Transocean Ltd. (NYSE:RIG) provides offshore contract drilling services for oil and gas companies throughout the world. The company is based in Vernier, Switzerland, and it has a market cap of $19.9 billion with a stock price of around $55.
November 11th was a big day for Transocean. The embattled deep-sea drilling contractor finally cut a deal with activist investor Carl Icahn. Mr. Icahn is the outspoken hedge fund manager that currently controls 6% of the company's shares.
Earlier this year when Mr. Icahn got involved with Transocean, he made it clear that he wanted changes. First he wanted to increase shareholder value by increasing the dividend from $2.24 per share to $4.00 per share. In the November 11th agreement, Transocean's board of directors gave in to Mr. Icahn's pressure and agreed to raise the proposed dividend to $3 a share to be paid in 2014-15.
The second change that Mr. Icahn was looking for was a change in the company's business plan. He wanted to improve the company's margins by increasing cost cuts by the end of 2015 to $800 million from a previously announced $300 million. Again the board gave in and agreed to the $800 million in cuts.
The third change that Mr. Icahn was shooting for was for Transocean to spin off some of its assets into a master limited partnership. Transocean's board of directors again gave in and agreed to launch an initial public offering for an MLP by the summer of 2014. Transocean had considered the possibility of a spinoff since 2012, after their closest competitor Seadrill Limited (NYSE:SDRL) floated a partnership in 2012 which raised around $176 million.
After the November 11th agreement, Mr. Icahn said "I am especially happy about the commitment to pursue an MLP, raise the dividend and increase margins by $800m through cost cutting and increased efficiency. I believe that Transocean is now on the road to realise its great potential."
Transocean, whose earnings floundered during the last two years, has now turned things around. After losing $5.76 billion in 2011 and $219 million in 2012, the company has finally moved back into the black. The company has been profitable in each of the first three quarters of 2013 during which it reported net income of $1.17 billion. The company had been struggling due to over-aged rigs, a decrease in day rates for their drilling rigs, and the consequences of its involvement with BP plc (NYSE:BP) in the 2010 Horizon oil field disaster.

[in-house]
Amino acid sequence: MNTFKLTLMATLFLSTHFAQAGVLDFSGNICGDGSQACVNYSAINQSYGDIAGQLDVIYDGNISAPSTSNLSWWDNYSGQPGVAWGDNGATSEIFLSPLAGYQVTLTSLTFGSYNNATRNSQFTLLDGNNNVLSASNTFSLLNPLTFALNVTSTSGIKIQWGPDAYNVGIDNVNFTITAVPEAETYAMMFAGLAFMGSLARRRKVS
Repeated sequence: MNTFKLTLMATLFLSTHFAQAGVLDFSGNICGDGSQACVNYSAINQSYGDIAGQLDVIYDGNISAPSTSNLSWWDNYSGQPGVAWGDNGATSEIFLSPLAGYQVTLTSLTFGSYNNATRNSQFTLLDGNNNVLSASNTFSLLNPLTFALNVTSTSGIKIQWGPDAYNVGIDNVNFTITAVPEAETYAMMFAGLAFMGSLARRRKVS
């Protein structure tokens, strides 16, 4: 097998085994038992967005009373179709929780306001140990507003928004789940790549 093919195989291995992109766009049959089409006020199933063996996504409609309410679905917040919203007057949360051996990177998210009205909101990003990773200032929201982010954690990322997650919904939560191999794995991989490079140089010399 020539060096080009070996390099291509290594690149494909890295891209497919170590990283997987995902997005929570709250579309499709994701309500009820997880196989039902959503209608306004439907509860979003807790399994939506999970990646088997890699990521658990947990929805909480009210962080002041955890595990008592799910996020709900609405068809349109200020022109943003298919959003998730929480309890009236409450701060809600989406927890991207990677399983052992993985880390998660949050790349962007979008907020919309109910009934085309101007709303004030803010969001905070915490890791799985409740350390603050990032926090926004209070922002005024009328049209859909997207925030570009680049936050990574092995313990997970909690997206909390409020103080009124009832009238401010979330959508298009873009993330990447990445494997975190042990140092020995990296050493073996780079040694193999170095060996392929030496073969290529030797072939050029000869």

When the company reported third quarter earnings on November 7th, the numbers were encouraging. Revenues came in at $2.56 billion up from $2.43 billion in the third quarter of 2012. Net income was $546 million up from $-381 million in the same quarter of 2012. The company's day rates also increased from $376,200 per day to $392,400 per day. The primary reason for the improvements was because the company was able to charge higher day rates from all classes of its rigs.
While Transocean's earnings have improved, so have those of other competitors in the industry. Noble Corporation (NYSE:NE) grew third quarter revenues by 22% and net income by 43% on a year-over-year basis, Ensco plc (NYSE:ESV) grew its third quarter revenues by 13% and its net income by 10%, and Tesco Corporation (NASDAQ:TESO) grew its third quarter from the third quarter revenues by 5% and its net income by 30% during the third quarter of 2012.
Stock Financial Analysis
During 2013, Carl Icahn accrued about a $1.15 billion ownership stake in Transocean. Presumably because he liked the company's improving financial situation which over the first nine months of 2013 included a year-over-year revenue increase of $1.4 billion and a year-over-year net income increase of $1.649 billion. During the same period, the company decreased its debt by $2.92 billion and saw its free cash flow increase by $237 million.
Transocean's stock performance has been mediocre, over the last year the stock price has increased by 23%. However, since the third quarter earnings announcement on November 7th and the announced agreement with the Carl Icahn group on November 11th, the stock price is up 14%. It is obvious that investors liked the company's earnings and the changes that Mr. Icahn negotiated for.
While Transocean's stock price is currently near its 52-week high, I think that it still has room for growth for two reasons:
- During the third quarter, the company increased the efficiency of several of its key revenue drivers. Its overall revenue efficiency increased to 94% and its specialty Ultra-deepwater rigs had an efficiency rating of 92.5%. Also its fleet utilization increased to 83% up from 80% in the prior quarter. In addition, the $800 million reduction in cost will increase margins and drive up profits. Looking to the future, the company will not lack for business as it has $29.8 billion in backlog orders. With its increasing efficiencies and backlog of orders, Transocean's earnings will continue to increase.
- As a result of the concessions that Carl Icahn secured, Transocean's stock has become more investor friendly. In six months, Transocean's dividend will increase by nearly 34% which means that at the stock's current price the yield would be about 5.5%. Also the proceeds from the mid 2014 spin off of the master limited partnership will be substantial and will allow Transocean to pay off debt and pay dividends.
With the prospects for higher earnings, along with the increase in the dividend, it is reasonable to believe that Transocean's stock price will reach $75 within the next 12 months.
Disclosure: I have no positions in any stocks mentioned, and no plans to initiate any positions within the next 72 hours. I wrote this article myself, and it expresses my own opinions. I am not receiving compensation for it (other than from Seeking Alpha). I have no business relationship with any company whose stock is mentioned in this article.